Saturday, August 1, 2015
Day 1: Snoqualmie Pass to Ridge Lake
Total Miles: 2,397.98
Miles to Go: 268.25
“Are you guys excited?” My friend Tree asked as she drove us up to Snoqualmie Pass from her parent’s house in Ellensburg.
Truthfully, I was exhausted and stressed. Two nights of little-to-no sleep and I was a barely functioning human being. Mentally, I was still at work. Did I remember to send out that last email to let everyone know I had no intentions of working for the next three weeks? What if there was a catastrophic failure in a client’s auto-campaign while I was gone that brought down Facebook and society as we knew it? Ha! Who was I kidding, I didn’t even remotely have that kind of power! Most days I congratulated myself just for being at my desk by eight with my underwear on the inside of my pants. Still, I didn’t even have my laptop with me. I felt naked and vulnerable.
I was also nervous. Could we hike eighteen miles a day? Our “training” had involved two weekend backpack trips and three whole visits to the gym, where I’d spent thirty minutes pretending I remembered how to swim laps. Next to the lane of Master’s Swim Club members torpedoing across the length of the pool, I’d had all the grace and stamina of a giraffe caught up in a flash flood. Oh well, as Bearclaw liked to say, “Nothing gets you in shape for backing, except backpacking.”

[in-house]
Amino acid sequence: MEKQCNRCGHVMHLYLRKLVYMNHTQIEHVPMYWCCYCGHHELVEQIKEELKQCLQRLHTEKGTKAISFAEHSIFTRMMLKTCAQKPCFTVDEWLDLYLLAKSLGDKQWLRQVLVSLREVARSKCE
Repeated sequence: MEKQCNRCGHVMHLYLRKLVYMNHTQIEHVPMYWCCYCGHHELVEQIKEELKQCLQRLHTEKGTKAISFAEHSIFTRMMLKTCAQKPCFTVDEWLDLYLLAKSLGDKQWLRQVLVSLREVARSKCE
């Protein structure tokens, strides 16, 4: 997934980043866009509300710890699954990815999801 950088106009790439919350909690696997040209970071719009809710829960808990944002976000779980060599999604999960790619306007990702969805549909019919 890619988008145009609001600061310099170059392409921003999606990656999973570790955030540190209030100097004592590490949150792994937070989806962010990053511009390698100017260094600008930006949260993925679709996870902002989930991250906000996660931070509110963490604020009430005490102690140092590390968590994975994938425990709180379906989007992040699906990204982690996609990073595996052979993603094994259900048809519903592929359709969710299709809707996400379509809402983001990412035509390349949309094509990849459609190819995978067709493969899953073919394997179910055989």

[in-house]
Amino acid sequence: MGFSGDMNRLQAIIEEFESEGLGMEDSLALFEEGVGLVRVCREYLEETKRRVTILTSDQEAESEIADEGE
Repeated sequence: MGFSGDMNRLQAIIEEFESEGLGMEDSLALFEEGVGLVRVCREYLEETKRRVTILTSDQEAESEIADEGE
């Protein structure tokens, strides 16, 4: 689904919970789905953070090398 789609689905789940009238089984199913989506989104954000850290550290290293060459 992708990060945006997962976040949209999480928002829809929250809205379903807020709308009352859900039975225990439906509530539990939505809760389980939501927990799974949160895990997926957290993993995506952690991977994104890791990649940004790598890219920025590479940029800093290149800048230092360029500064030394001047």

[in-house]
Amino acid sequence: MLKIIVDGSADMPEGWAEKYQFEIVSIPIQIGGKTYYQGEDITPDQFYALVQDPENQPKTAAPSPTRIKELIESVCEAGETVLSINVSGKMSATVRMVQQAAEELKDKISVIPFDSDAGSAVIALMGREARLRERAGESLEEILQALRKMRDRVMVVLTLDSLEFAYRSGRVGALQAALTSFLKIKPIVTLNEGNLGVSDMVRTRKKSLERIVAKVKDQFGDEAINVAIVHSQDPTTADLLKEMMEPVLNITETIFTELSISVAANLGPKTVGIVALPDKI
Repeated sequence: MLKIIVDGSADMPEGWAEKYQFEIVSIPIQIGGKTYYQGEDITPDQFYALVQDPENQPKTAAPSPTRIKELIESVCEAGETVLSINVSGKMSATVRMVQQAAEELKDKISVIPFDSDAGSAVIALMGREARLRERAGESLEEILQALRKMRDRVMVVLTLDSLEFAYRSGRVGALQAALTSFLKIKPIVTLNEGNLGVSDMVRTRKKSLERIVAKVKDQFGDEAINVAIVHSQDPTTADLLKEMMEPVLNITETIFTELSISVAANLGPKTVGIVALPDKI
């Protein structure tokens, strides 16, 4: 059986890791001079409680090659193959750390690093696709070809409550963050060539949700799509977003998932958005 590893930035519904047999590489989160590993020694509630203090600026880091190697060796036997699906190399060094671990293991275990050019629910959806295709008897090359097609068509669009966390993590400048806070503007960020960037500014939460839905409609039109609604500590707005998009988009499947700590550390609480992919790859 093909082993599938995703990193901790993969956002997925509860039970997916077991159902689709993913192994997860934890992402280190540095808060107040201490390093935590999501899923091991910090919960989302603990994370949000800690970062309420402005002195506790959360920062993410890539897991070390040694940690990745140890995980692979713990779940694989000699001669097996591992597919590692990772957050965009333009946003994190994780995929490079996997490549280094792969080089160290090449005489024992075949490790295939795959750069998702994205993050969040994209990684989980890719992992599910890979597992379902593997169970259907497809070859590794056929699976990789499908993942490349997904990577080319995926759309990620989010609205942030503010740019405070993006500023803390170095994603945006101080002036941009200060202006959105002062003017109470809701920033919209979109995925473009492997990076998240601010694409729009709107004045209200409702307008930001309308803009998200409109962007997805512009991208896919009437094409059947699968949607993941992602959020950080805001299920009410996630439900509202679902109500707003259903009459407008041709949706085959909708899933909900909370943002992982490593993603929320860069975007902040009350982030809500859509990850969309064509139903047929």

Speaking of backpacking, I’d packed our backpacks in less than an hour because there just hadn’t been enough time. I hoped I hadn’t forgotten something important. During the entire drive to Ellensburg, I’d been going over it in my mind. Tent? Check. Sleeping bags? Check. Sleeping pads? Check. When I got to the end of the list, I would start all over again. I was driving myself insane. What I needed was to disconnect, to decompress.
And then, it dawned on me; we were headed back to the trail! In less than an hour, we would be at home in nature, and virtually nothing I was currently stressed about would matter. My entire life was about to be pared back to the essentials – food, water, shelter. The trail was about to kick my ass in the best possible way and remind me what was really important.
“Where are you supposed to be meeting your friend Krav?” Tree asked as she pulled into the parking lot of the only gas station in town.